## Contents## Excel: Descriptions of Error Values Returned by Functions |

The information in this article applies to:

- Microsoft Excel for the Macintosh, versions 1.x, 2.2, 3.0, 4.0

## SUMMARY

The following table summarizes the definitions of possible error values returned by a formula in Microsoft Excel:

Error Explanation ----- ----------- #DIV/0! Formula is trying to divide by a zero value or a blank cell. #N/A Formula does not have a valid value for argument(s) passed. #NAME? Formula contains text that is neither a valid function nor a defined name on the active worksheet. #NULL! Refers to intersection of two areas that don't intersect. #NUM! Value is too large, too small, imaginary, or not found. #REF! Formula contains a reference that is not valid. #VALUE! Formula contains an argument of the wrong type.

## MORE INFORMATION

The following are more detailed descriptions of the possible error values returned by Microsoft Excel:

### #DIV/0!

The #DIV/0! error value means that a formula is trying to divide by zero. This error occurs if the divisor is a blank cell, or if it contains a zero value. For example, the following formulas return #DIV/0!:

=25/0 =50/A2 (where A2 is blank)

### #N/A

- N/A stands for "No value is available." This value is returned when you try to enter an array into a range larger than its dimensions. It also is returned if an inappropriate lookup_value is passed to the HLOOKUP, VLOOKUP, LOOKUP, or MATCH functions. For example, the following formulas return #N/A! when they are COMMAND+ENTERed into A1:A4:

={1;2;3} =LOOKUP(5,{10;20;30;40})

### #NAME?

- NAME? is returned when a formula contains text that Microsoft Excel does not recognize as a function and is not defined as a name. This error commonly occurs when there is a syntax error in a function name, or when a reference is made to a name that has not yet been defined on the worksheet. For example, the following functions return #NAME?:

=Averag(A1:A25) =SUM(range) (where "range" is not defined on the active worksheet)

### #NULL!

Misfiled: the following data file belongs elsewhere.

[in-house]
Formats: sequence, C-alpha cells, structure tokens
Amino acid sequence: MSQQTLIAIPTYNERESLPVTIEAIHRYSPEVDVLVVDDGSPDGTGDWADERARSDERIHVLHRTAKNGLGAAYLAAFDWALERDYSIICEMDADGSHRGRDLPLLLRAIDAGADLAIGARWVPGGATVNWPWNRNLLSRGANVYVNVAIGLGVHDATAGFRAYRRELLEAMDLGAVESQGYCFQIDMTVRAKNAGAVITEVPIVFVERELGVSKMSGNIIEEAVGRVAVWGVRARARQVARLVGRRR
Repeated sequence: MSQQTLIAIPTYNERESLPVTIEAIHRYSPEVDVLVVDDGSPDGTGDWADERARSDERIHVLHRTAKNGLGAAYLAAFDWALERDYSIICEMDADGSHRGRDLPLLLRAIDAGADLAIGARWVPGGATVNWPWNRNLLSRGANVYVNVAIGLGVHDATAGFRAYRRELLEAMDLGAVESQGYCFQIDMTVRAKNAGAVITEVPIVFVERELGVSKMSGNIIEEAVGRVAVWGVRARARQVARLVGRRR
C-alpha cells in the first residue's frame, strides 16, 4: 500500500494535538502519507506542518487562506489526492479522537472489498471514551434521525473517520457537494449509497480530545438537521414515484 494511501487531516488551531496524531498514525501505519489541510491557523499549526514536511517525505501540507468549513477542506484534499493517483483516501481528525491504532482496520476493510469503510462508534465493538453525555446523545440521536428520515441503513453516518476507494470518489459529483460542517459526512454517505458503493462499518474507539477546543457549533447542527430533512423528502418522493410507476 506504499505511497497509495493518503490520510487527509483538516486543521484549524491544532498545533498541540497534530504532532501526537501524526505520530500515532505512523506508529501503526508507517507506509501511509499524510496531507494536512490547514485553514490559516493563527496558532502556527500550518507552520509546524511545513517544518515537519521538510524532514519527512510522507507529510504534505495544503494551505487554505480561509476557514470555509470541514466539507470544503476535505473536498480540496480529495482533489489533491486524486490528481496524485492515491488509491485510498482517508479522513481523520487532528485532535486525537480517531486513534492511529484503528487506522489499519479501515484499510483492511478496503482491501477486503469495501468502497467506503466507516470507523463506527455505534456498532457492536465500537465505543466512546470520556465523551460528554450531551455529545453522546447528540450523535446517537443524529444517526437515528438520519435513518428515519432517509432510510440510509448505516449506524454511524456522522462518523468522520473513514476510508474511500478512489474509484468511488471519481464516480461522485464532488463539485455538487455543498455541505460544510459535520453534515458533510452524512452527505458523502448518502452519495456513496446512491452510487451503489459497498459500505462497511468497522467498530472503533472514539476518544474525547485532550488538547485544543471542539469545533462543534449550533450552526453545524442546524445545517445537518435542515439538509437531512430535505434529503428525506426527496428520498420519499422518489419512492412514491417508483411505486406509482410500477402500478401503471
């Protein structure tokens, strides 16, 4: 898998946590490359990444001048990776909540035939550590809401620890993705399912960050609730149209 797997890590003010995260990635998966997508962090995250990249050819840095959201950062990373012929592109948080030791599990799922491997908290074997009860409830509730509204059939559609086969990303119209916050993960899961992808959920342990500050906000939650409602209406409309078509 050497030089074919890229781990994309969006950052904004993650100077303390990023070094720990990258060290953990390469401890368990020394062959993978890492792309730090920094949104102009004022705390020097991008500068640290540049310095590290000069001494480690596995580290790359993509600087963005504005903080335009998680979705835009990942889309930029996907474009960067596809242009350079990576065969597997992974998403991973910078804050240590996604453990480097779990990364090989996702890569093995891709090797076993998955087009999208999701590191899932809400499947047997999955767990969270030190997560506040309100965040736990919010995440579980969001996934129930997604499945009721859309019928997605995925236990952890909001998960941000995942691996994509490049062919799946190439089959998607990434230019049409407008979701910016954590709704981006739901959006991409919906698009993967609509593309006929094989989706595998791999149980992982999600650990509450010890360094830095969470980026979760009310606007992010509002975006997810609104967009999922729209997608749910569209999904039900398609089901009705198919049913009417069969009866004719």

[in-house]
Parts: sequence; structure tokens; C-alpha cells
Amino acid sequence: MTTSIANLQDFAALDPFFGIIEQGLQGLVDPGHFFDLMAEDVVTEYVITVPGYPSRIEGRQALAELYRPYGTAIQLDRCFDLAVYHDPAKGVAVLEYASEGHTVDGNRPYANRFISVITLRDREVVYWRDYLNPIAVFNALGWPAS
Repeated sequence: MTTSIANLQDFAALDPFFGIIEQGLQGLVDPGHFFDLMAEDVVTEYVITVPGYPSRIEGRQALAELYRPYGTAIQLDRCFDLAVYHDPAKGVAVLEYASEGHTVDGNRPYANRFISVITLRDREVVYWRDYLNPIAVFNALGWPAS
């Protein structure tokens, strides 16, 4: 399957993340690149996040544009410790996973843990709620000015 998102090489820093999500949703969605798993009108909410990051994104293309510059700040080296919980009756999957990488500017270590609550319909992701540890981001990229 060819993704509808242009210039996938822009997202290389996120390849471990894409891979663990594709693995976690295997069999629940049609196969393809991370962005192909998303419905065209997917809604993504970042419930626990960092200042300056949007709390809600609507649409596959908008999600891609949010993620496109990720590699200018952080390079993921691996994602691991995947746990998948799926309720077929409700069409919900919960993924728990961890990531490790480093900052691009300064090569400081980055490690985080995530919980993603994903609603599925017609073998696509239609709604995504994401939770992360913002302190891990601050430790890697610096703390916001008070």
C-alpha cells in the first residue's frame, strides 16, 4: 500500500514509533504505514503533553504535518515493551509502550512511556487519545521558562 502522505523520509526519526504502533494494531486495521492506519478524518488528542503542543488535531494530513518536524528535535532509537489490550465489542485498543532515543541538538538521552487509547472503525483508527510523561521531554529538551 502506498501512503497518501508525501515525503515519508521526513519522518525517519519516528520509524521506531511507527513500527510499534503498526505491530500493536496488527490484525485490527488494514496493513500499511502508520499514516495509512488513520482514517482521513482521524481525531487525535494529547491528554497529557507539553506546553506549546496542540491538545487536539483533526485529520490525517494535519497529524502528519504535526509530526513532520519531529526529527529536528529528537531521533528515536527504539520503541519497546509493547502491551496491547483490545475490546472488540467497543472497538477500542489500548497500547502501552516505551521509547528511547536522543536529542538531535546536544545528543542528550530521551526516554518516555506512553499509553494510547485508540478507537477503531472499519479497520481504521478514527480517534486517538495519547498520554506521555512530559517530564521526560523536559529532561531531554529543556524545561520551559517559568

This value results when an intersection of two ranges that don't intersect is specified. For example, the following returns #NULL!:

=A1:A10 B5:E5

### #NUM!

- NUM! indicates a problem with the number returned by the function. This error occurs if the number returned is too large for the system or if it is an imaginary number. It also is returned if a solution cannot be found in a given number of iterations for functions such as IRR or RATE. For example, the following functions return #NUM!:

=9^999 =SQRT(-1)

### #REF!

- REF! occurs when a cell that is not valid is referred to. This error occurs in the following circumstances:

- If the cell a formula refers to has been deleted
- If the formula contains a complex link, or a link using relative references, to a closed document
- Any time the argument is not a valid reference

For example, the following formulas all return #REF!:

=INDEX(A1:A10,15) =B5 (and then delete B5) =ClosedWS!$A$1*5 (where "ClosedWS" is a closed worksheet) =ClosedWS!A7 (where "ClosedWS" is a closed worksheet)

### #VALUE!

- VALUE! indicates that the wrong type of value has been passed as an argument to the function. This error occurs if text is entered where a number or a Boolean value is expected, and the text cannot be translated into the correct type. For example, the following returns #VALUE!:

="text"+1 =name*10 (where "name" is defined as "Bill" on the worksheet)

## REFERENCES

"Microsoft Excel User's Guide 1," version 4.0, pages 144-149

"Microsoft Excel User's Guide," version 3.0, pages 121-125

"Microsoft Excel Reference," version 2.2, pages 235-240

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Last Reviewed: March 15, 1999 |